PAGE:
Tag Archives: Devil

Devil’s Play

Recently I dreamed that the Devil was erasing my words as quickly as I wrote them.  I could see a line of type running across the surface of my eyes and my own hand inscribing them. Before I could grasp the words, they dissolved and evaporated like the morning fog.

Here is what Emily said:

#1287, c. 1873

In this short Life
That only lasts an hour
How much — how little — is
Within our power


In the dream, I tried several times to remember and write the closing couplet of Shakespeare’s Sonnet 116: “If this be error and upon me proved,
/ I never writ, nor no man ever loved.” Whenever I wrote “never writ” the typeface began to disappear.

The first 12 lines of the sonnet did not appear for some reason. The Devil assumed we knew it already and didn’t need to have it spelled out: “Let me not to the marriage of true minds” . . . yadda, yadda, yadda . . . “It is an ever-fixed mark,” etc., etc. No, we telescoped into the last couplet.

Something that has always troubled me about those last two lines is the double negative: “nor no man ever loved.” If he had written what we expected: “nor any man ever loved,” the iambic pentameter would have gone off beat. He needed a single syllable there. Okay, fine. But then taken literally the double negative cancels itself out. First, he asserts that if love is not the “ever-fixed mark” then he “never writ.” Well, here we are reading his poem, so that is the written proof that his statement about love is true. Then he adds the twist at the end: nor no man. That means if he has loved men then his claims about love are false.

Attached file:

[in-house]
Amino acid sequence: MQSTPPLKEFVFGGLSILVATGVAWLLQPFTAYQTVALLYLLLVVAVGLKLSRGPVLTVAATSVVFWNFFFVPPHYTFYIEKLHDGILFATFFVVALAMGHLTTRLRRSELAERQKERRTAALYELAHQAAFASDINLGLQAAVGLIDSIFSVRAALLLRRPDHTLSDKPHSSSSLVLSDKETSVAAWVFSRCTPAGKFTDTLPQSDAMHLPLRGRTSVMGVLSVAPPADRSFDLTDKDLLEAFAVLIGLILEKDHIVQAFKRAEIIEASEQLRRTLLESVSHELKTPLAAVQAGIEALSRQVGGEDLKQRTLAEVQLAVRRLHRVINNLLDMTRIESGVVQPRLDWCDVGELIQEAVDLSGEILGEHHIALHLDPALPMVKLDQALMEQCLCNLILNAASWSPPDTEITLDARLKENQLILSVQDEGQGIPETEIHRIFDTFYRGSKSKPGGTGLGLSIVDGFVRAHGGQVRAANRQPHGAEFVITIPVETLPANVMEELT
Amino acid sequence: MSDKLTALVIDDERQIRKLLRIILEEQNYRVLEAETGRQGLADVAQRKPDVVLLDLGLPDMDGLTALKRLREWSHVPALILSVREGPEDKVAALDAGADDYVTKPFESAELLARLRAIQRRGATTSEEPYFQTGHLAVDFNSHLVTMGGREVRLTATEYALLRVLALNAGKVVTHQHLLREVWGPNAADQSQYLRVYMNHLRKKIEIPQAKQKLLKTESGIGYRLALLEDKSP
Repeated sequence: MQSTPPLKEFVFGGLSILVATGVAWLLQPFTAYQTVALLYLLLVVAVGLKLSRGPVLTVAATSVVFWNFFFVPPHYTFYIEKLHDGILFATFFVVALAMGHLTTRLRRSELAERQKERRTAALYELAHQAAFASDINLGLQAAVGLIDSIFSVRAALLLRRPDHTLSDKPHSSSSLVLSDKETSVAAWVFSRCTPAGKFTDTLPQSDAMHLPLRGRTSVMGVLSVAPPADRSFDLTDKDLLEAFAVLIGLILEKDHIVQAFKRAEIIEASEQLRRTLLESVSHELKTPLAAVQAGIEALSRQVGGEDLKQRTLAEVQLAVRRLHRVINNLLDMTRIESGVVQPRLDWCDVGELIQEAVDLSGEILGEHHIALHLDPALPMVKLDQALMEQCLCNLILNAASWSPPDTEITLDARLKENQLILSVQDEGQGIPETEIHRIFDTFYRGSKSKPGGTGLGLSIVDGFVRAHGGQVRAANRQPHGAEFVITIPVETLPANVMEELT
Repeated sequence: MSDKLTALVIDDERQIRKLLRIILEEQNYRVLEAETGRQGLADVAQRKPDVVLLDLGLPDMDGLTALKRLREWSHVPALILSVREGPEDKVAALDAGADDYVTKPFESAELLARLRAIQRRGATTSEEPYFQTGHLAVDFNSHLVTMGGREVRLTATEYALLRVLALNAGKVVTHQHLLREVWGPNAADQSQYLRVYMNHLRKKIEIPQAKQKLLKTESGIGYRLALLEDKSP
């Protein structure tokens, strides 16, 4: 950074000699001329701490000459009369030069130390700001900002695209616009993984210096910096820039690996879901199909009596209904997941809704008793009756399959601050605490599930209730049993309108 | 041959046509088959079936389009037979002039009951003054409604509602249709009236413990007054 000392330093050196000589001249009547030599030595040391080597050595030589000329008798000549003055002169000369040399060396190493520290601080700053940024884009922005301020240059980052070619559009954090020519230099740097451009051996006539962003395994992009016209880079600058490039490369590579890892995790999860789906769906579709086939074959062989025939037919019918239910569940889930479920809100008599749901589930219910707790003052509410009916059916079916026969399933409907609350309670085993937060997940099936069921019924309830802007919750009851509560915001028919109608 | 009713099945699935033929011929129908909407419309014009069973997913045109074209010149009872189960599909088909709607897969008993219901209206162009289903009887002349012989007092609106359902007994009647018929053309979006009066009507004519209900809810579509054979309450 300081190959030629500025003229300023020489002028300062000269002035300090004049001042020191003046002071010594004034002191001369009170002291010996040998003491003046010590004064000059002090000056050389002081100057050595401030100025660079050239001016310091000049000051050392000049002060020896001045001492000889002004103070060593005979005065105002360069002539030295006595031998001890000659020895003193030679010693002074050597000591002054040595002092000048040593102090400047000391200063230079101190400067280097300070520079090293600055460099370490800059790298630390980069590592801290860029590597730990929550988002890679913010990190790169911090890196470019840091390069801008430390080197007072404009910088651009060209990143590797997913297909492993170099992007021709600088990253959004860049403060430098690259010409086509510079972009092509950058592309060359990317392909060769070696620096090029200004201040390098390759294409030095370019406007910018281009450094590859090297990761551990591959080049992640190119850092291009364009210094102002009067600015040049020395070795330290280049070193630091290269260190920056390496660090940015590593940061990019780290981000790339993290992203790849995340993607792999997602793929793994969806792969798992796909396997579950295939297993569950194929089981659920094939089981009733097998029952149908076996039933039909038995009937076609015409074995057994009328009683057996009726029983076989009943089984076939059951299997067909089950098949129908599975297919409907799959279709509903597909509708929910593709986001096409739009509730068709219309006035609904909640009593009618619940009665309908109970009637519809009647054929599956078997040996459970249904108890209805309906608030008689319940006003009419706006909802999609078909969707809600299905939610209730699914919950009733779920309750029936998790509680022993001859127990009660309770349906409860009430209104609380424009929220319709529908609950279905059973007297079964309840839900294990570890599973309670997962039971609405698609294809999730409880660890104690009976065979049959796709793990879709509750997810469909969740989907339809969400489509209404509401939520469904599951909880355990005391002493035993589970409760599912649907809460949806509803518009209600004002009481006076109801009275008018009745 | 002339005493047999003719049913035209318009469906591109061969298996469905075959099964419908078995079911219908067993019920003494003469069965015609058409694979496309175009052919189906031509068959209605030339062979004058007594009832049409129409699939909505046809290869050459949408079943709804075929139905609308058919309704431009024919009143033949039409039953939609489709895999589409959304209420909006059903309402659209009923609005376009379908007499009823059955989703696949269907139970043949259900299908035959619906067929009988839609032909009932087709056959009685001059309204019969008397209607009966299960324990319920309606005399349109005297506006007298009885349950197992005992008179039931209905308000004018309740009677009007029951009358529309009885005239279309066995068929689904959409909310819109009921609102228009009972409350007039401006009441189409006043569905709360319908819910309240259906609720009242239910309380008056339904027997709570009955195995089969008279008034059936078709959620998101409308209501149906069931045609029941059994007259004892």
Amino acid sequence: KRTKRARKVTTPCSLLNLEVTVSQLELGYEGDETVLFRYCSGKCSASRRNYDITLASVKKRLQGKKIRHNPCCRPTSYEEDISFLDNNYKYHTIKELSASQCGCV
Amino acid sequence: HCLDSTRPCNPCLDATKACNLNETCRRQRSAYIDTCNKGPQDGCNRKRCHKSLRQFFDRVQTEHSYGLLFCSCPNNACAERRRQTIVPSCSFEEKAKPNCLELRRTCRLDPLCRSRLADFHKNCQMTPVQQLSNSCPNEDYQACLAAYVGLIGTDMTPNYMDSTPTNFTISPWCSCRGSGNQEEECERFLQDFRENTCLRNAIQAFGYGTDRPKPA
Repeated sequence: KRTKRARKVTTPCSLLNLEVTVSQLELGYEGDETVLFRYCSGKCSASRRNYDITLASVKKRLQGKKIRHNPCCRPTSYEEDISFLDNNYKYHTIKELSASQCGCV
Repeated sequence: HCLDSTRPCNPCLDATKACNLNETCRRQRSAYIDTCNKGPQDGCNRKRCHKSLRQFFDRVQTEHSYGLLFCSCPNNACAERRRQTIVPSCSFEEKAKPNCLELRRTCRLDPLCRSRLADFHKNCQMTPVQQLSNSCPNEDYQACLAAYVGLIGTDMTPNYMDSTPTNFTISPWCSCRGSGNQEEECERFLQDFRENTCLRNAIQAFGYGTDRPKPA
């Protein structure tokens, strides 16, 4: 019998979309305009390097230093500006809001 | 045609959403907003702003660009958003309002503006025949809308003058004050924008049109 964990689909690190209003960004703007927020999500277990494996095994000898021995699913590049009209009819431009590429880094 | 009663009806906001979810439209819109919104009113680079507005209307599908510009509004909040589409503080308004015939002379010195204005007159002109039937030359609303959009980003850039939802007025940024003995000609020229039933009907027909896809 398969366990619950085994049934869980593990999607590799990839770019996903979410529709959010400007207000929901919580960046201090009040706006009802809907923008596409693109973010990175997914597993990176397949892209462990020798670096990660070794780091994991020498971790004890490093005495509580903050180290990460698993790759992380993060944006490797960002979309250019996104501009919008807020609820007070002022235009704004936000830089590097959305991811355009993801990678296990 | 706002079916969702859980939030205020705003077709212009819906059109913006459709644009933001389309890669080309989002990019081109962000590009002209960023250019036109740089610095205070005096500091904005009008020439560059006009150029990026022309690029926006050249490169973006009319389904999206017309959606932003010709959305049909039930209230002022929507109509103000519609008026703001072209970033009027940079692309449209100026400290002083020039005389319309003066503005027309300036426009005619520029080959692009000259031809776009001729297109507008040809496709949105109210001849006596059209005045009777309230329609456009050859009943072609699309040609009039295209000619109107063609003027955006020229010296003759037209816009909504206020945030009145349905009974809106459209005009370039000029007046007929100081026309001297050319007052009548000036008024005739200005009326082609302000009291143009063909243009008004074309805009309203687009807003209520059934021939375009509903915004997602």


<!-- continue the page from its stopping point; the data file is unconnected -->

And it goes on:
Verily the Devil doth play at tricky grammar! The poet reveals in the end, by way of this fiendish turnabout, that everything he claimed about love in the previous lines is false. Or at least that he has never experienced the idealized love that everyone craves. He tells us that his love for various men is nothing like the vision of unswerving devotion he describes—the marriage of true minds. Instead, we can assume that his love is the more commonplace, crazy-making, erratic philandering that never makes anyone happy. I experience the ambiguity in that last flourish as snarky. It is a bitter and sly denunciation of love’s false promise, masquerading as a tribute to love’s lasting truth.

I am left with only one question: Why does the Devil want to make these words disappear from my mind?